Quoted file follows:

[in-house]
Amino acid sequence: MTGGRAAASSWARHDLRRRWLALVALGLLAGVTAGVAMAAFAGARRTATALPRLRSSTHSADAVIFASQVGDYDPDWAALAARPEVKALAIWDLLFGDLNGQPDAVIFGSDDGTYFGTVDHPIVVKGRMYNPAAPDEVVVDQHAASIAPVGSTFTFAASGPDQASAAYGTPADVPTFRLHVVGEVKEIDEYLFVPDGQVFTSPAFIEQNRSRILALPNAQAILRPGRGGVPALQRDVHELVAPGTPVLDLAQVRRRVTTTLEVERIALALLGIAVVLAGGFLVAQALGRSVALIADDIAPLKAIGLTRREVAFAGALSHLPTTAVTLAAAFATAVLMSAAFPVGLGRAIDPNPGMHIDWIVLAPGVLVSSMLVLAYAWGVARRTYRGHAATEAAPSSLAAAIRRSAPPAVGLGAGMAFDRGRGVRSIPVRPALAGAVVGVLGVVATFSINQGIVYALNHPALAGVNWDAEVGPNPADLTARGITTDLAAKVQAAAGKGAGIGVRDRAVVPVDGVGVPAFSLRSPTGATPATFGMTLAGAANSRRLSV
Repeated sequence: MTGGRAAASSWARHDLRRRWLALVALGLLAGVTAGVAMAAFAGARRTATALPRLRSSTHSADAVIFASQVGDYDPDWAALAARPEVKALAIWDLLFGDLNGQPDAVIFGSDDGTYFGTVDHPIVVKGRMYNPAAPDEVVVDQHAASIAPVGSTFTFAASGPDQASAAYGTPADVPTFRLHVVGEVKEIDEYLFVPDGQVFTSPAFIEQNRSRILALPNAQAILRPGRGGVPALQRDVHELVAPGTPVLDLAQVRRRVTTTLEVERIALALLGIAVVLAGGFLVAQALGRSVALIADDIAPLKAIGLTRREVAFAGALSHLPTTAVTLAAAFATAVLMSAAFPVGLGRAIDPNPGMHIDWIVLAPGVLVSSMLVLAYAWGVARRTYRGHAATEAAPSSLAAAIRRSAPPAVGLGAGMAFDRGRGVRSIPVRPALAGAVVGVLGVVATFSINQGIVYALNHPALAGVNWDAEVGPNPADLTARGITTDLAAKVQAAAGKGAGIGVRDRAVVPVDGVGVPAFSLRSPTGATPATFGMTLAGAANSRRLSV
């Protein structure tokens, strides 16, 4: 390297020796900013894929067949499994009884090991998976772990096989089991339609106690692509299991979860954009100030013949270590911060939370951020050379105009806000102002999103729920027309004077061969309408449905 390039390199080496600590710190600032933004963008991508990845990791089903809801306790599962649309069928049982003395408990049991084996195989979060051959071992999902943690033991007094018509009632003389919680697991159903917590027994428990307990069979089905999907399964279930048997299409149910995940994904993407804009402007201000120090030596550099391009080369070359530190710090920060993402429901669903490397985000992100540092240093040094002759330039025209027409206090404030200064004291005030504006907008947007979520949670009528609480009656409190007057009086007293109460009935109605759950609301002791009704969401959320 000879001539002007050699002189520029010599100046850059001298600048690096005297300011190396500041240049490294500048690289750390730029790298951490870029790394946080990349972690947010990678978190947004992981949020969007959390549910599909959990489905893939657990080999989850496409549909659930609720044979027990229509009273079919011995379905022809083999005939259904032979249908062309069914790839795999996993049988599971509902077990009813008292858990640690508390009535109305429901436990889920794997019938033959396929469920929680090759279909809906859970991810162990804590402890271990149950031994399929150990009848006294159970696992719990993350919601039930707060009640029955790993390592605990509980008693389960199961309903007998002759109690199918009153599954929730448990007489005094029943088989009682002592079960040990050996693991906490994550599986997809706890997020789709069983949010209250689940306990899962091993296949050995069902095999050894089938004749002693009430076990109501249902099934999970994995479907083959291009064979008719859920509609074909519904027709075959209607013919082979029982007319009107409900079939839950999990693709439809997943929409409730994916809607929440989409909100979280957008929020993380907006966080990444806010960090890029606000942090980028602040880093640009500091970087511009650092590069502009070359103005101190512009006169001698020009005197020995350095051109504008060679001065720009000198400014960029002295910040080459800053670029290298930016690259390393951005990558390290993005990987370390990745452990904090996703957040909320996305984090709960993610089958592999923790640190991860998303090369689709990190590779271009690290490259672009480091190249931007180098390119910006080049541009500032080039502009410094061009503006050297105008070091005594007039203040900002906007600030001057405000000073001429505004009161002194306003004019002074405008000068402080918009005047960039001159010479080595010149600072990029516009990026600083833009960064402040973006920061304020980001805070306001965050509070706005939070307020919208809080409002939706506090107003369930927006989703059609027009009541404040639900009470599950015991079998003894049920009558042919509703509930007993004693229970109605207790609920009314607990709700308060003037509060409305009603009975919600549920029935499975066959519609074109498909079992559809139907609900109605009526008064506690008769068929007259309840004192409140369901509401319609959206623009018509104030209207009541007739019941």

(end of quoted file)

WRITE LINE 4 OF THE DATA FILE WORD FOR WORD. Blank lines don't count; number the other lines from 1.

């Protein structure tokens, strides 16, 4: 390297020796900013894929067949499994009884090991998976772990096989089991339609106690692509299991979860954009100030013949270590911060939370951020050379105009806000102002999103729920027309004077061969309408449905 390039390199080496600590710190600032933004963008991508990845990791089903809801306790599962649309069928049982003395408990049991084996195989979060051959071992999902943690033991007094018509009632003389919680697991159903917590027994428990307990069979089905999907399964279930048997299409149910995940994904993407804009402007201000120090030596550099391009080369070359530190710090920060993402429901669903490397985000992100540092240093040094002759330039025209027409206090404030200064004291005030504006907008947007979520949670009528609480009656409190007057009086007293109460009935109605759950609301002791009704969401959320 000879001539002007050699002189520029010599100046850059001298600048690096005297300011190396500041240049490294500048690289750390730029790298951490870029790394946080990349972690947010990678978190947004992981949020969007959390549910599909959990489905893939657990080999989850496409549909659930609720044979027990229509009273079919011995379905022809083999005939259904032979249908062309069914790839795999996993049988599971509902077990009813008292858990640690508390009535109305429901436990889920794997019938033959396929469920929680090759279909809906859970991810162990804590402890271990149950031994399929150990009848006294159970696992719990993350919601039930707060009640029955790993390592605990509980008693389960199961309903007998002759109690199918009153599954929730448990007489005094029943088989009682002592079960040990050996693991906490994550599986997809706890997020789709069983949010209250689940306990899962091993296949050995069902095999050894089938004749002693009430076990109501249902099934999970994995479907083959291009064979008719859920509609074909519904027709075959209607013919082979029982007319009107409900079939839950999990693709439809997943929409409730994916809607929440989409909100979280957008929020993380907006966080990444806010960090890029606000942090980028602040880093640009500091970087511009650092590069502009070359103005101190512009006169001698020009005197020995350095051109504008060679001065720009000198400014960029002295910040080459800053670029290298930016690259390393951005990558390290993005990987370390990745452990904090996703957040909320996305984090709960993610089958592999923790640190991860998303090369689709990190590779271009690290490259672009480091190249931007180098390119910006080049541009500032080039502009410094061009503006050297105008070091005594007039203040900002906007600030001057405000000073001429505004009161002194306003004019002074405008000068402080918009005047960039001159010479080595010149600072990029516009990026600083833009960064402040973006920061304020980001805070306001965050509070706005939070307020919208809080409002939706506090107003369930927006989703059609027009009541404040639900009470599950015991079998003894049920009558042919509703509930007993004693229970109605207790609920009314607990709700308060003037509060409305009603009975919600549920029935499975066959519609074109498909079992559809139907609900109605009526008064506690008769068929007259309840004192409140369901509401319609959206623009018509104030209207009541007739019941």